|Bicycle red back #2||227, 227, 224||191, 27, 38||191, 141, 0||0, 98, 158|
|Lybrary cardboard||227, 229, 229|
Please note that the yellow and blue measurements are probably somewhat off because there is not a large enough area of blue or yellow on a playing card which allows a clean measurement. Nevertheless, I think the numbers should be reasonably close.
As you can see the USPCC colors differ from deck to deck. But Frank's measurements do give you an idea where to start.
This set of numbers is only half the story because your printer is not yet profiled or calibrated to really print out the colors you tell him to print out. Nevertheless, with these measurements we have at least defined one side of the problem and specified the colors we need to match.
The best time to coat cards is after you have printed them and before you cut them out. Our playing card coating can be applied with a hard rubber roller or Brayer as they are typically called or an airbrush. You can find 8" wide rollers for about $10 in your local art supply store or order it online at various stores. Get a legal sized clip board (the letter sized are too short) or any other board with a flat smooth surface. Put first a layer or scrap paper or newspaper on the board to absorb any excess coating. Then tape or clip your printed cardboard on top of it.
Now you take the bottle of playing card coating, open the spout and dispense a line of coating across the entire top width of the cardboard. I actually put a tape across the top edge of the cardboard and dispense the coating on the tape. This prevents that too much liquid gets absorbed by the cardboard before it can be spread out causing the cardboard to get wavy. After the coating as been dispensed on the top I take the roller and with one medium pressure stroke roll the coating over the entire sheet. A kitchen towel is used to clean the roller for the next coating sequence. While I clean the roller the coating dries. Once the coating has been spread thin over the cardboard it dries very fast. I typically wait no more than a minute or two and then repeat the same process for the sheet's back side.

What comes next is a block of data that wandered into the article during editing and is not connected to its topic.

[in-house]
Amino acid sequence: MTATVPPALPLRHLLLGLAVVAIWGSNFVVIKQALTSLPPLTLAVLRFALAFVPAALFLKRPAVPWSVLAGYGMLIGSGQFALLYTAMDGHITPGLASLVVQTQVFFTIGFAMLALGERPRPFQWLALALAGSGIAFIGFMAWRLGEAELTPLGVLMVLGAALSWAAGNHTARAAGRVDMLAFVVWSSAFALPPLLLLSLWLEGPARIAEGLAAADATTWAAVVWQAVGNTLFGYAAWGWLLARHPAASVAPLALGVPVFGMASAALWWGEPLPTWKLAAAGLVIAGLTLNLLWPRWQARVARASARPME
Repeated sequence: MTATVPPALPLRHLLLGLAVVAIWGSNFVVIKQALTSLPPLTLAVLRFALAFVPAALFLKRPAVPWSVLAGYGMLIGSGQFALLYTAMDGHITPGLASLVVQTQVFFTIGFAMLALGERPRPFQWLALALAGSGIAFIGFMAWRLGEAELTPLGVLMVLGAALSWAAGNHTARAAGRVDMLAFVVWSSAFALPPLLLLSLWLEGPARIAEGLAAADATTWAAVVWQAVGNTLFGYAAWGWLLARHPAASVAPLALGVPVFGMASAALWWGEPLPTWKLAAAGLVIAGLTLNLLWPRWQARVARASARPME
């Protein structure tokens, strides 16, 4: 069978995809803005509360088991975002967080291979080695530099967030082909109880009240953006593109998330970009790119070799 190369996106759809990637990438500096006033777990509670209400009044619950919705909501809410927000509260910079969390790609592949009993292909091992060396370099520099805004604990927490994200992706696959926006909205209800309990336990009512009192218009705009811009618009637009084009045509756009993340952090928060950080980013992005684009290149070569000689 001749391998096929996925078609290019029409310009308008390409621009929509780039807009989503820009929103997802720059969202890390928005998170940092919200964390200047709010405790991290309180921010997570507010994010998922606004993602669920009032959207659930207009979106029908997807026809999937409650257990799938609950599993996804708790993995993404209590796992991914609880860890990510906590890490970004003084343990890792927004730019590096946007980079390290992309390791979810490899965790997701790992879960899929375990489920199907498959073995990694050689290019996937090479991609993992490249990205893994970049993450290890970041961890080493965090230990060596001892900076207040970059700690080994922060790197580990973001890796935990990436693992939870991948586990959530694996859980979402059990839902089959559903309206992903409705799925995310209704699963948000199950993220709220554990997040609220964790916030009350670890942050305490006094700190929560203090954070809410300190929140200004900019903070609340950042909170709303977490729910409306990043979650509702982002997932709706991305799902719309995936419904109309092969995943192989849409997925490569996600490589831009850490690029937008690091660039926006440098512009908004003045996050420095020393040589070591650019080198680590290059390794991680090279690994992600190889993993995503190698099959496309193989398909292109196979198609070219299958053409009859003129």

For those that don't mind a little project I suggest to build the following coating machine.
The nifty double sided coating machine
I figured out how to build for a few bucks a nifty manual coating machine that coats a sheet of cardboard on both sides. The photos shown are from my first prototype built from two 4" hard rubber hand rollers, and some hardware taken from the Vex robotics kit.
Above you can see the nifty coating machine. Two rollers are positioned next to each other. The long screws are there to adjust the pressure with which the two rollers are pressed together. Only a small amount of pressure is necessary. Essentially the rollers kiss each other. Below you can see how a piece of cardboard (here a 4.25" wide piece) is fed through the coating machine.
To coat the cardboard a small amount of coating liquid is put into the groove formed by the two kissing rollers. The liquid will stay in that groove and not run down, because the rollers touch each other. Then a sheet of cardboard is inserted from the top into the groove between the rollers which holds the coating liquid. First push the cardboard down and then pull the cardboard through the rollers from below. This will uniformly coat the cardboard on both sides. It works great. For easy cleaning the machine can be opened up as shown below.
My next step is to build this machine from two 8" rollers so that one can feed an entire A4 cardboard sheet through it. The cost of one 8" hand roller is typically $10. The hardware I am using is great for prototyping but is not necessary. Two wooden boards to which the rollers are mounted and a few screws should be sufficient.
Airbrushing the coating
A card maker colleague shared the following recipe for airbrushing the coating. He used 1 part water to 2 parts lybrary.com playing card coating to somewhat dilute the coating. Then he used an Iwata Eclipse HP-BS air brush gravity top feeder a little more than 1/2 tsp to a side. With an airbrush you will achieve a much better and finer control of your coating.
Other methods that have failed
Until I found the right coating liquid and developed the method explained above I tried a number of other things. Nothing really worked well, but I know that there are alternative coating methods out there - I just don't know them. If you know of any other method to coat playing cards please let me know. I am curious. For completeness sake here are all the things I tried and didn't work:
- ACE Clear Enamel: This is a coating not primarily for paper but for wood and other hard objects. It has a somewhat rough feeling, doesn't slip well, and smells for a while. Not recommended.
- Rustoleum Clear Enamel: Same as for the ACE brand. Not recommended.
- Krylon Kamar Varnish: It feels somewhat slick to the touch, does not smell but does not produce slippery cards - not enough to produce a good fan and nowhere near the feeling you are used to from store bought cards. If you work the cards, slide them against each other, shuffle them, etc., they become a bit better a bit more slippery over time.
- Krylon Crystal Clear Acrylic: Not as smooth and slick to the touch as the Kamar one.
- Damar Varnish: Stay away from this one. Smells a lot. Soaks too much into the card itself.